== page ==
In front of the bakery in Colombier-Saugnieu, one resident shook his head as he attempted to explain why more than half the commune had cast their ballots for RN days earlier.

“I really don’t understand it,” he said, noting that he had always voted for the centre or the mainstream rightwing party. “There are a lot of people who don’t like foreigners, or rather so-called foreigners. It’s like before, when elderly people in the village had their guard up against those from the outside.”

Where exactly this intense rejection for foreigners had come from was hard to say, he added. “There are very few foreigners here. Very few. People just don’t like what’s new.”

While media have been quick to seize on the political divide between urban and rural areas, much of the voting discrepancy can be attributed to the kinds of people who live in both areas rather than geography, said Mathieu Gallard, research director for pollster Ipsos in France. “In the countryside, generally speaking, you tend to have more older citizens, more people from the working class, more people with just a high school diploma, for example.”

At the University of Lyon, political science professor Stéphane Cadiou cautioned against generalisations. “It’s just not that simple,” he said. “There are senior executives who live in the countryside, but they don’t vote RN. So you can’t say that the countryside votes RN. This idea of one, generalised countryside doesn’t exist in France.” The same nuance needs to be applied to cities, he said.

“In Nice, a big city, they didn’t vote in the same way as Lyon.”

The southern city of Nice, along with nearby Toulon, ran counter to most cities, with the far right gathering the most votes across the board in last Sunday’s first-round ballot. The wide difference lies in Nice’s social fabric, said Cadiou. “In Nice, there are very few industrial jobs, very few jobs that require higher education. It’s mainly small service-sector jobs,” he said. “And you also have a right that very quickly cultivated links with the far right. So all of this created a porosity that makes it a favourable breeding ground for the extreme right.”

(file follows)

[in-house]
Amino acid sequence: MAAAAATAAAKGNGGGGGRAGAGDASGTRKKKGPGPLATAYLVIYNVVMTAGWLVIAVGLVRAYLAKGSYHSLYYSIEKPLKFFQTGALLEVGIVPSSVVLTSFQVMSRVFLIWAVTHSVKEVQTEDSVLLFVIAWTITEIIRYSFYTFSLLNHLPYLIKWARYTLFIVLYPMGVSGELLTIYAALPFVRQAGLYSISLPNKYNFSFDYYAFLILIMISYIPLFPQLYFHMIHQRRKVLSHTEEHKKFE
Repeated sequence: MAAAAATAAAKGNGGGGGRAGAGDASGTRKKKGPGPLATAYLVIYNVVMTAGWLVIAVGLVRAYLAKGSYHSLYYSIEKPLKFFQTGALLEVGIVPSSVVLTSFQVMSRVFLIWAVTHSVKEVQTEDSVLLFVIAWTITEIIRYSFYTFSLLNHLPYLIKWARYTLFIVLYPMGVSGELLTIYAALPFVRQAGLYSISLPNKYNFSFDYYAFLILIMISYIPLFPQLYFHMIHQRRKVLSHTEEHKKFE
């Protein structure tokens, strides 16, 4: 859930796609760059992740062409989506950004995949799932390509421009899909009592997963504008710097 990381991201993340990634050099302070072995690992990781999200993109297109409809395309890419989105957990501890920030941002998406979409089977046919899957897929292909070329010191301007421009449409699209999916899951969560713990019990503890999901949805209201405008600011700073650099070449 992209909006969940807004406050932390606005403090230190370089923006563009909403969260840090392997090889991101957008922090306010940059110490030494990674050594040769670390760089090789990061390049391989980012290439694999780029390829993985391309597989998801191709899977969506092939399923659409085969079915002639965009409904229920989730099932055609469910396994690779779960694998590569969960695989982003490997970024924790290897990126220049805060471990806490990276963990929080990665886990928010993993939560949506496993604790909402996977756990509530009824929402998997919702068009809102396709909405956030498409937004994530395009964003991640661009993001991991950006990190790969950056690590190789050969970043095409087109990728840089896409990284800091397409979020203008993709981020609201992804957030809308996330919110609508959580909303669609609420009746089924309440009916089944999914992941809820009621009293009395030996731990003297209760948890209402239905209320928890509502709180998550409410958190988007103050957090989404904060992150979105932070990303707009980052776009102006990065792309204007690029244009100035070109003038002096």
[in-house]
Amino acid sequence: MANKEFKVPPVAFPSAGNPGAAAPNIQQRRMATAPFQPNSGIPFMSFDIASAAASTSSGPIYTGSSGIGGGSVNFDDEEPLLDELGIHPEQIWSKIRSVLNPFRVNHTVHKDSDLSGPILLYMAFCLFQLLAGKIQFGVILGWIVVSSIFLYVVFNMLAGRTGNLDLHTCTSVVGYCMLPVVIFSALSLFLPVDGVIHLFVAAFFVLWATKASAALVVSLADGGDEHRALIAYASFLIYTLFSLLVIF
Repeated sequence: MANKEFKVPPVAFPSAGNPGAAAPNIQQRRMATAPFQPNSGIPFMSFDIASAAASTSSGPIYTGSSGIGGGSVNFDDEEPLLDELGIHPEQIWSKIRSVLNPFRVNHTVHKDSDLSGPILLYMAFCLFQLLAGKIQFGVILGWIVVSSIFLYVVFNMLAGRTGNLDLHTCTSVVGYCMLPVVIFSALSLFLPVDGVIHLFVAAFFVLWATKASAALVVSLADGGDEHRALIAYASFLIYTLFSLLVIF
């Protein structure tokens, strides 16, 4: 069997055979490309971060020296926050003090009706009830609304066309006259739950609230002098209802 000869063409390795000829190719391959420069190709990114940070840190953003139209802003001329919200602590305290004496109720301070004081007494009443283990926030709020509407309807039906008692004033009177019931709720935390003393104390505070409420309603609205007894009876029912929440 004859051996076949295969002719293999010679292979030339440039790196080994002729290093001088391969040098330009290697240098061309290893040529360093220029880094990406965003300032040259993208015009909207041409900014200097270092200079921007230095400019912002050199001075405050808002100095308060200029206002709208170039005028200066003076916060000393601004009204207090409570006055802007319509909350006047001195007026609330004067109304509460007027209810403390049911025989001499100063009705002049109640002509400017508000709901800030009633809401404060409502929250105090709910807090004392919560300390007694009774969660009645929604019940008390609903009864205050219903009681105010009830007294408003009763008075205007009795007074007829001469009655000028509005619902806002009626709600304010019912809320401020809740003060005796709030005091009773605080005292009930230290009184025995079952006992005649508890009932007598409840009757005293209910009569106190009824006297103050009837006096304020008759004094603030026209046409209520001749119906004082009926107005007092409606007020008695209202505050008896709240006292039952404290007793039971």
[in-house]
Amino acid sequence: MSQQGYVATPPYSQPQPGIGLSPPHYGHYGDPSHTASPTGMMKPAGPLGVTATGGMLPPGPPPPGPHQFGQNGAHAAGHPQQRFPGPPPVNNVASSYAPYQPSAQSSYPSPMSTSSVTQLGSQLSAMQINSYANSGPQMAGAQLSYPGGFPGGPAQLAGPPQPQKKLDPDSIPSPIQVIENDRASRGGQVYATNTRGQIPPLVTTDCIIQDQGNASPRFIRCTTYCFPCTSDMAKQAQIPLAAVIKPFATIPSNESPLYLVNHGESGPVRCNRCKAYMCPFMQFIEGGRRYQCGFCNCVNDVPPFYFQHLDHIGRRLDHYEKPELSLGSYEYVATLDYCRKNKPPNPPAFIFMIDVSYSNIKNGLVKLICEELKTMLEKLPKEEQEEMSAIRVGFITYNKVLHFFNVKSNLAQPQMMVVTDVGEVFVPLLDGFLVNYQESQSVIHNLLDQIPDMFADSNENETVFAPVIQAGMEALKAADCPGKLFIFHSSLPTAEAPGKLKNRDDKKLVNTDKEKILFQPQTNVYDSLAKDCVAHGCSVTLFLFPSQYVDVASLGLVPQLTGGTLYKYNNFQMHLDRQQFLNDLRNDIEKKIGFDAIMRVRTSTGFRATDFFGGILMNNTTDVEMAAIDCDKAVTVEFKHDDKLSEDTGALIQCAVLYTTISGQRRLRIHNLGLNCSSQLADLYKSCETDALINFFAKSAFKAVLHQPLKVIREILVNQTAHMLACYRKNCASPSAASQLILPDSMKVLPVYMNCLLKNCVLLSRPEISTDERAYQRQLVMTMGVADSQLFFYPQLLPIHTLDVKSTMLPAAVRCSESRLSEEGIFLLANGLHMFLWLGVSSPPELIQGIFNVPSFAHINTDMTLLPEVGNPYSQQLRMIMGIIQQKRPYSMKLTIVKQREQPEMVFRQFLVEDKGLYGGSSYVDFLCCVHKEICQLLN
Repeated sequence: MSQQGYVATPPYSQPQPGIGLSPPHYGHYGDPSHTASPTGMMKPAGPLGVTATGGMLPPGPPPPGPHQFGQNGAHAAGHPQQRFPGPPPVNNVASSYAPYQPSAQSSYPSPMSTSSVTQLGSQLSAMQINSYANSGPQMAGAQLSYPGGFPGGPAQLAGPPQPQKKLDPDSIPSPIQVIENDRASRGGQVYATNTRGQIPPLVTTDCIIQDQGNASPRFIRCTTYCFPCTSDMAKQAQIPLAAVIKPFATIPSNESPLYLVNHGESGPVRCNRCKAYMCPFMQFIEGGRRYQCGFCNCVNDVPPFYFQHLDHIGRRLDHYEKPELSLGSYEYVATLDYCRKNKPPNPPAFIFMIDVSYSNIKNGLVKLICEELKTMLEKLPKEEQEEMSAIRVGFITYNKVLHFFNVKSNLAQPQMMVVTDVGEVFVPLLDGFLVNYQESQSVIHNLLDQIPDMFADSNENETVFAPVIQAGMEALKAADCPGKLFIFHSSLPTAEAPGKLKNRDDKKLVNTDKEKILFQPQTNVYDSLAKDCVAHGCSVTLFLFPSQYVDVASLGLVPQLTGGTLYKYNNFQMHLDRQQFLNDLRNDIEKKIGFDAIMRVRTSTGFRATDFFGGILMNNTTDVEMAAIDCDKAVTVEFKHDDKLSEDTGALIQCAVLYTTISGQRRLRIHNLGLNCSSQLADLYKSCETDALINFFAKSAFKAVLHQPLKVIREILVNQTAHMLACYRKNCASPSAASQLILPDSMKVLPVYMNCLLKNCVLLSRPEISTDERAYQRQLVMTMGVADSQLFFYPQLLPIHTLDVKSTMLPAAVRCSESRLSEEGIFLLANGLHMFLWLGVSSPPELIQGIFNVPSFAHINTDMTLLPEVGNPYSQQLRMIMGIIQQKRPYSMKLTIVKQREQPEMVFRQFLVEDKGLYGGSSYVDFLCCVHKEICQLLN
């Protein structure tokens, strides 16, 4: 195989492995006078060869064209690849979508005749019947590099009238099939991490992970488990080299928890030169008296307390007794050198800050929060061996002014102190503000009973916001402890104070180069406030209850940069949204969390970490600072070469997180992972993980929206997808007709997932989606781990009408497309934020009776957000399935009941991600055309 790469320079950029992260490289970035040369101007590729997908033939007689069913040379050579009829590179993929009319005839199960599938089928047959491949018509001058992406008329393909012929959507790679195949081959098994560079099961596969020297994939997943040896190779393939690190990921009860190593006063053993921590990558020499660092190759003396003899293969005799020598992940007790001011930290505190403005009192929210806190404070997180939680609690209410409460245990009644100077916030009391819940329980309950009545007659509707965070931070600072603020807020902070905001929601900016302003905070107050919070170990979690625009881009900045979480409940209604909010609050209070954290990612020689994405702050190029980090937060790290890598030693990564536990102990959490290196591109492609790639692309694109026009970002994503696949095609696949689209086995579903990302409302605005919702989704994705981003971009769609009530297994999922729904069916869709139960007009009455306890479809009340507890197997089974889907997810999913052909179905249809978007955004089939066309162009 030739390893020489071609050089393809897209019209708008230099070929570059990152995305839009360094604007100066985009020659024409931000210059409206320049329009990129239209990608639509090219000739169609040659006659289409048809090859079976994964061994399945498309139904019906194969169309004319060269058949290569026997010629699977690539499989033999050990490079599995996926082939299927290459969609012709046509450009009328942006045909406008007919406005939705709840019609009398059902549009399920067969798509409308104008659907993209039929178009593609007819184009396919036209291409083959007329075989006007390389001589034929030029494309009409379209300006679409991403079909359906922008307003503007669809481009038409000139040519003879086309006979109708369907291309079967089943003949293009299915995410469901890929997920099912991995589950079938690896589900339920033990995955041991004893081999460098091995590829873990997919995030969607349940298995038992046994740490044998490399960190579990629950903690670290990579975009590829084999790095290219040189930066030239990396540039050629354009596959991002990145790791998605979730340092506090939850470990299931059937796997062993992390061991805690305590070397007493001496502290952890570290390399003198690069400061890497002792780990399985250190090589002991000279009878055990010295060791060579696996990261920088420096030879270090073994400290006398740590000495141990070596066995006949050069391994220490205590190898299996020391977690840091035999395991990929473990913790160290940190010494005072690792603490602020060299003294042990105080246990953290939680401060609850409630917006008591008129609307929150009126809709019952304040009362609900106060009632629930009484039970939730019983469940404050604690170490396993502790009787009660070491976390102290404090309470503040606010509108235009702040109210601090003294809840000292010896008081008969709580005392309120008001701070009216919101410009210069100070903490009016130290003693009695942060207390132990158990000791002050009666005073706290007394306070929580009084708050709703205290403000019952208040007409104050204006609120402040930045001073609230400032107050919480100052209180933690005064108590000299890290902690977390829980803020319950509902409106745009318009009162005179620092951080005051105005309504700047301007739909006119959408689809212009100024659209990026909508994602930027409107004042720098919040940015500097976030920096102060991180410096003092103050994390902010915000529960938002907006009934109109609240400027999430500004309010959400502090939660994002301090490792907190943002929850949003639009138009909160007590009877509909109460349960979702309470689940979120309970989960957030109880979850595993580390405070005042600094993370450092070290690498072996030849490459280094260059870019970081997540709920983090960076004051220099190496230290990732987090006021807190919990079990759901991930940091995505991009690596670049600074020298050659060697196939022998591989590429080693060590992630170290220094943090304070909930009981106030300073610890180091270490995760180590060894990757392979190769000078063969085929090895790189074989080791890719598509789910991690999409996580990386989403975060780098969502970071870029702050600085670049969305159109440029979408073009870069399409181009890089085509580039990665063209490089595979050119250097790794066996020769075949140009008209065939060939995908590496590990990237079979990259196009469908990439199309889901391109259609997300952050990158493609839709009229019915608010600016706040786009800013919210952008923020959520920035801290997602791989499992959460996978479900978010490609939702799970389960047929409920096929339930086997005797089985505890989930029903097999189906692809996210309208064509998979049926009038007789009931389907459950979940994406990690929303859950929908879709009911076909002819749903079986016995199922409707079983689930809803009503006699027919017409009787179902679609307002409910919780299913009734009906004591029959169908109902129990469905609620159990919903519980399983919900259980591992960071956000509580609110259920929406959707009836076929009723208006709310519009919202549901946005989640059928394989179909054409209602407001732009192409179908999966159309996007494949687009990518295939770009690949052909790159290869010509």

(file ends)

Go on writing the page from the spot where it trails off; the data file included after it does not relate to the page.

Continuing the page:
Regardless of where they live, voters are united over the cost of living, said Gallard. “People are afraid for their own economic and social situation,” he said. “Basically, the left says that you can fight social inequalities and have a better level of life by fighting the wealthiest, and the far right says it will be done by fighting immigrants.”

He pointed to these entrenched positions to explain polling data that suggested the far right was in a stronger position heading into Sunday’ssecond-round ballot. “I think many people actually think that it would be easier to fight against immigration than to have a fair fight against big corporations and wealthy people.”

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Biden’s doctor reportedly met with top neurologist at White House

Parkinson’s expert at Walter Reed medical center has visited White House eight times since August 2023 – report

Joe Biden’s doctor met with a leading Washington neurologist at the White House this year, it was reported on Saturday.

The report came after Biden on Friday ruled out taking an independent cognitive test and releasing its findings publicly, in an interview with ABC News arranged following his disastrous performance in last week’s presidential TV debate with Donald Trump.

According White House visitor logs reviewed by the New York Post, Dr Kevin Cannard, a Parkinson’s disease expert at Walter Reed medical center, met with Dr Kevin O’Connor, a doctor of osteopathic medicine who has treated the president for years.

The visit took place at the White House residence clinic on 17 January. Cannard has visited the White House house eight times since August 2023. On seven of those visits, most recently in late March, he met with Megan Nasworthy, a liaison between Walter Reed and the White House.

Biden has consistently rejected taking any cognitive test, including in August 2020 when he dismissed a reporter’s question with: “Why the hell would I take a test?” He has continued to dismiss the need for one and, according to aides, has not received one during his three annual physical exams during his term in the White House.